fbpx

How to Set Up a Toy Rotation

Please share & spread the simplicity love...

Do your kids have legions of Legos? Masses of Matchbox cars? Battalions of Barbies? 🙋‍♀️

If the toy crazy at your house is driving you, well, crazy, you’re not alone…

And I’m here to teach you my favorite trick to manage kids’ toys: the toy rotation.

Don’t worry. It’s quite painless, especially considering the high pain-threshold you’ve developed from stepping on all those Legos. 😉

Note of caution before undertaking this project: Use your best judgment to decide whether or not your kids should participate.

Kids under age 5 will be more of a hindrance than a help. And since they’re generally of the out-of-sight, out-of-mind mentality, they probably won’t remember which toys are missing. (Of course, don’t discard any of their true favorites… that well-loved Thomas train and battered-but-beloved My Little Pony should stay out at all times… but you already knew that!)

Kids over 5 can be helpful, depending on their temperament. If you decide not to have them help, just remember that they may feel upset if you discard toys without their input. It might feel scary, but I’d encourage you to get them involved.

They’ll learn valuable lessons about living with less, giving to those less fortunate, and valuing their possessions. I used to be scared to have my kids help with decluttering, but now I realize that the more they do it, the better they get it at it!

Alright, enough caveats… let’s get to it!

5 Steps to Creating a Toy Rotation at your house:

Step 1: Toy Mountain

Ferret all those toys from their pesky hiding places (play room, kids’ rooms, the crisper drawer of your fridge, wherever they may be) and assemble them into one big pile. This doesn’t have to literally be a pile (that could be terrifying!) but you want to get them all together into one spot. You might even make several smaller piles with different categories, such as: Puzzle Mountain, Train Mountain, Lego Mountain, etc. You get the idea.

Step 2: Cut It In Half

Get out a samurai sword (or just imagine you have one) and divide toy mountain in half. Yes, half. Half will be kept, the other half… sayonara.

Your kids don’t need all those toys, they don’t play with all of them, and your life will be much, much easier without them.

I speak from experience here. The less toys I offered my kids, the more creative they became. And bonus: there were less toys underfoot because my kids could actually put them away themselves. (Mom win!)

Worried that your kids won’t have enough toys to play with? Don’t be. If I’ve learned one sage truth about toys over my decluttering years, it is this…

Kids will play with whatever number of toys they are offered. And they will also fight over whatever number of toys they are offered.

I speak the truth on this, mamas. So make your life easier and just offer them less.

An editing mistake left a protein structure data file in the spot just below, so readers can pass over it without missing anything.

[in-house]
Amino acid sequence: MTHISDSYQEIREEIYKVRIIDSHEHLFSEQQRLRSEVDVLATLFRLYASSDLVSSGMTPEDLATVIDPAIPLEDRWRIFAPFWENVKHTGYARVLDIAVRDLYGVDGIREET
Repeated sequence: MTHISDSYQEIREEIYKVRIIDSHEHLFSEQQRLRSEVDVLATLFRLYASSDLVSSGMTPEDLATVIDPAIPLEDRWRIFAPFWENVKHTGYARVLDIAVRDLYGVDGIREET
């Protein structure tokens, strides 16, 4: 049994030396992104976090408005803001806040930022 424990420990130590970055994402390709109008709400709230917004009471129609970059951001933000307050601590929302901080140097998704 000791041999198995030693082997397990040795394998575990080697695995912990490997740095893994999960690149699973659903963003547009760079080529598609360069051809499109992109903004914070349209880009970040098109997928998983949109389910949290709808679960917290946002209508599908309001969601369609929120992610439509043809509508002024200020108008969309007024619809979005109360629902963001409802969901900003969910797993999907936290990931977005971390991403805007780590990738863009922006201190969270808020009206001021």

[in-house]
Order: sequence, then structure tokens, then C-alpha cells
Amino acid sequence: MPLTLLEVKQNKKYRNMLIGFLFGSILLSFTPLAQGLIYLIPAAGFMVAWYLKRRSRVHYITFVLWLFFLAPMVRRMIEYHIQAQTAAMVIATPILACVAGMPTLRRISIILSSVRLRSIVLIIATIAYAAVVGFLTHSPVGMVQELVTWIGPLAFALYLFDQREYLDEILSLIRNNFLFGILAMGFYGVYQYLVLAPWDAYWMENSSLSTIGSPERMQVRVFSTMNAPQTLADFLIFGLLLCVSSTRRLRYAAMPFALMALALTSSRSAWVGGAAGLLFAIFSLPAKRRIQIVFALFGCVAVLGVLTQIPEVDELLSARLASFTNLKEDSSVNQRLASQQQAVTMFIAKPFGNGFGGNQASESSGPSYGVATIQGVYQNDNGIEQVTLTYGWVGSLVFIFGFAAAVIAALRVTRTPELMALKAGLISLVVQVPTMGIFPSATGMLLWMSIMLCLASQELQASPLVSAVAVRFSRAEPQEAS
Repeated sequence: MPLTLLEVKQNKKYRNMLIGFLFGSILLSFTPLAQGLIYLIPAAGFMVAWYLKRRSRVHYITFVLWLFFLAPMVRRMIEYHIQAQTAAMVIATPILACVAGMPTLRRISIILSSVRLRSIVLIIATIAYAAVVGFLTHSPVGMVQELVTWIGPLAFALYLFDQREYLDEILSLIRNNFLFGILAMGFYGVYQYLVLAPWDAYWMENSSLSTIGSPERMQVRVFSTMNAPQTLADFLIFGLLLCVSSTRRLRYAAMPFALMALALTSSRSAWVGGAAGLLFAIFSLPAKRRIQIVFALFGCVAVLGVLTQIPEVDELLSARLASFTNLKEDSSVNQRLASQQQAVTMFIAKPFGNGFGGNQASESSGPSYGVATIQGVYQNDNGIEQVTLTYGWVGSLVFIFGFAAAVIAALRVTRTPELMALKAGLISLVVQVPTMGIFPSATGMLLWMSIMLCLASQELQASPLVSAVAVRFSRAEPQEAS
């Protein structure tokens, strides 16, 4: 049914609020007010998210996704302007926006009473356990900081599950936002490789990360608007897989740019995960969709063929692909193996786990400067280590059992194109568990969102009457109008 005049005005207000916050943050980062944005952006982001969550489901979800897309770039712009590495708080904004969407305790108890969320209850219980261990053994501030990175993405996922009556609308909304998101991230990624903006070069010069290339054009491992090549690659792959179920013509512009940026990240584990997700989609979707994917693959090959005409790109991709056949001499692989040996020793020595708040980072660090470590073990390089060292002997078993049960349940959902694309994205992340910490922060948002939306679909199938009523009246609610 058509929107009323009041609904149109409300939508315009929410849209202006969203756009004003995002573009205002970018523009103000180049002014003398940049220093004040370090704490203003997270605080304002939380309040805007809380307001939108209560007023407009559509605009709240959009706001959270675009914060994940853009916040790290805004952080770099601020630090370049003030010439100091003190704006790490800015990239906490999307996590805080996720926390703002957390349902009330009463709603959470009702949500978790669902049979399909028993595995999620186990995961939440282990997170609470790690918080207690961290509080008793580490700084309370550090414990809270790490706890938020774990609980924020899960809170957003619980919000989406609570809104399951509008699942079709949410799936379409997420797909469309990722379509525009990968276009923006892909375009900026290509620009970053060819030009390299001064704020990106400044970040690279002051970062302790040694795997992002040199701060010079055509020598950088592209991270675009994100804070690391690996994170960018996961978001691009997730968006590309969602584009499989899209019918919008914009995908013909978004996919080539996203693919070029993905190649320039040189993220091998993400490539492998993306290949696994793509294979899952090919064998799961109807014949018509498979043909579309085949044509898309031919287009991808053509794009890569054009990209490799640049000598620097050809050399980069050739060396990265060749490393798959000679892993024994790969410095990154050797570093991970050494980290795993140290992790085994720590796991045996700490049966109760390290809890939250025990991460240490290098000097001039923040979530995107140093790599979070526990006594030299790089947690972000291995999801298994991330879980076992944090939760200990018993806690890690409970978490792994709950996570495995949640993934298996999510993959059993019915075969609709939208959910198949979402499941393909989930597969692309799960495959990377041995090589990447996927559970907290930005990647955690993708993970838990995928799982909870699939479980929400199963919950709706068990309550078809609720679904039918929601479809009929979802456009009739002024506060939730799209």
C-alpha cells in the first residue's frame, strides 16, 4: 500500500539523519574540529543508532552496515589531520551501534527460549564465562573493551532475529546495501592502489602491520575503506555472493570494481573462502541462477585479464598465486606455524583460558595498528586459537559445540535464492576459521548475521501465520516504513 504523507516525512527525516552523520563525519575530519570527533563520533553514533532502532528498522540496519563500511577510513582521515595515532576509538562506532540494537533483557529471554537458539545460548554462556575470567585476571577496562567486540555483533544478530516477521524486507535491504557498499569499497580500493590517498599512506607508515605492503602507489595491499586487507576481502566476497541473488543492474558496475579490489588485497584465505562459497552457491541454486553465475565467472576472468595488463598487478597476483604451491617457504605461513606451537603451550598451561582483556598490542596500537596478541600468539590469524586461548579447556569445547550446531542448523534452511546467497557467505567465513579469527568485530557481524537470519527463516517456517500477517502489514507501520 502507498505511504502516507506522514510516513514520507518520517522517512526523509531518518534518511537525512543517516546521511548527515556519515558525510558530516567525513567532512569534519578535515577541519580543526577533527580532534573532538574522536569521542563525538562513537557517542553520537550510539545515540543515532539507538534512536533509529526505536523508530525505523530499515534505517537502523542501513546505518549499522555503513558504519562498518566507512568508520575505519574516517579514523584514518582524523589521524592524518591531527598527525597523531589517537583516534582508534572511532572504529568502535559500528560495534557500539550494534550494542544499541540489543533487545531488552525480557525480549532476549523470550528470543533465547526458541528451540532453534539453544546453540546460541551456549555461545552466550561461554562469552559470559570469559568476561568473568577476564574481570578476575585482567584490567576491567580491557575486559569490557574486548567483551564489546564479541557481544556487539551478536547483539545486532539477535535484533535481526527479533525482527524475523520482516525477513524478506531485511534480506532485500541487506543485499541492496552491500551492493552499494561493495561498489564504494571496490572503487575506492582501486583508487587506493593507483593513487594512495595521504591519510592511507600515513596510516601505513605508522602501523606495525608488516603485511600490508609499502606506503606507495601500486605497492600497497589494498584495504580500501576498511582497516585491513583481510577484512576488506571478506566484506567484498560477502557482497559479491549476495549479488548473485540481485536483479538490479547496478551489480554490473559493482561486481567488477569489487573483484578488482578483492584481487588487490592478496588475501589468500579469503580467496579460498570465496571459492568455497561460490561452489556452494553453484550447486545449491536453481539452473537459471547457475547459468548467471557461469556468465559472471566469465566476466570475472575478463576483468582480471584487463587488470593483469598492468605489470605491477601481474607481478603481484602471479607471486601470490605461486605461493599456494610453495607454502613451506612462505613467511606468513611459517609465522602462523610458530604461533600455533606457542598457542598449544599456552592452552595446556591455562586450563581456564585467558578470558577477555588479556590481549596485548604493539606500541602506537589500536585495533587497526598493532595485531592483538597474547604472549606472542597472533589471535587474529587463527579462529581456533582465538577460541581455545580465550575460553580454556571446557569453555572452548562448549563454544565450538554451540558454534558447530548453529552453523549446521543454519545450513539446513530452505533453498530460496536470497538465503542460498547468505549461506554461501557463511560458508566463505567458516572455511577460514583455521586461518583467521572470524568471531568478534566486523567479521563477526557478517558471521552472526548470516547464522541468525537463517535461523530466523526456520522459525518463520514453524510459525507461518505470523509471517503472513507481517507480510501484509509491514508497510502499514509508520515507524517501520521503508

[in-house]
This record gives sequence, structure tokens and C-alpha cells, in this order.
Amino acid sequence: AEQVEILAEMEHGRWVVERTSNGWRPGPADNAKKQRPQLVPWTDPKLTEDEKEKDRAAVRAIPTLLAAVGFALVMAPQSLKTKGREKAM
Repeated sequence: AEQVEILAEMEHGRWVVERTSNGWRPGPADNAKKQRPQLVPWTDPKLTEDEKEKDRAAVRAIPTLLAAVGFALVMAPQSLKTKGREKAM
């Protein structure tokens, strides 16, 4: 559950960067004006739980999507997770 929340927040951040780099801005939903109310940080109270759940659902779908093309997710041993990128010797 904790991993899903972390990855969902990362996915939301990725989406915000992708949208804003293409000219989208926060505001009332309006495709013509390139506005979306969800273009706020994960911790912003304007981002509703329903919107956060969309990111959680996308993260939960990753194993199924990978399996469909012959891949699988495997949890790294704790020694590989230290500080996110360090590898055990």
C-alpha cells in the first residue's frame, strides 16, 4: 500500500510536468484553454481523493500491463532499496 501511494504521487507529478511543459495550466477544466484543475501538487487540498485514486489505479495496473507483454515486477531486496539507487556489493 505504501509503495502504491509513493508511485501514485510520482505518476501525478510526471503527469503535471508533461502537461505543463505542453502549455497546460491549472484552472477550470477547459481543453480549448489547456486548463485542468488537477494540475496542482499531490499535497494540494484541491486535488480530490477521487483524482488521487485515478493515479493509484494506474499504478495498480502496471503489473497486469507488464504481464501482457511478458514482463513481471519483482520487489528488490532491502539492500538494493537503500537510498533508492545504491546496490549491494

Step 3: Divide Remaining Toys into Two Groups of Equal Awesomeness

One group will stay out for play and the other group will be stored for rotation.

As you make the two groups, really think about what types of toys your kids would consider equal.

For example, if your kids consider Mr. Potato Head and Buzz Lightyear to be of equal awesomeness, put Buzz out for play, and let Mr. P chill in a bin for awhile. (I mean, he’s a potato, after all, chillin’ in a bin is kind of his thing…)

Step 4: Store It!

Select a good spot for out-of-rotation toys. When my kids were little, I put mine in the attic. You could also use any available closet or cupboard.

It really doesn’t matter, as long as the location is not easily accessible for your kids.

You don’t want them treating the out-of-rotation toys like another play area. Once my kids were old enough to access the out of rotation toys, I told them that the toys are resting and need to be left alone. However, I did sometimes let them swap me a current toy for an out-of-rotation one, if they wanted.

IMG_1831
One client’s out-of-rotation toy bin, which she stores in her basement.

Step 5: Rotate!

Some people do this every few weeks. I did it when my kids got noticeably antsy with their current toys, usually every two months or so, more often in winter. When I had an in-home nanny, this was something I assigned her to do.

A major bonus of toy rotation: the day you get those “new” toys out, your kids will play happily for hours. I loved using toy rotation as a sanity-saver for bad weather days!

That’s it! Toys rotated, mom and kids happy, the world a better place. I’d love to hear some ideas about how you use toy rotation in your house!

To less toys… and more happy play time!

PS: If you’re a busy working mom who wants to simplify your work-mom life, but aren’t sure where to start… join me for my FREE *live* masterclass: How to Organize Your Family’s Home Without Exhausting Yourself or Resorting to Threats. Click here to save your spot!

Please share & spread the simplicity love...

Leave a Reply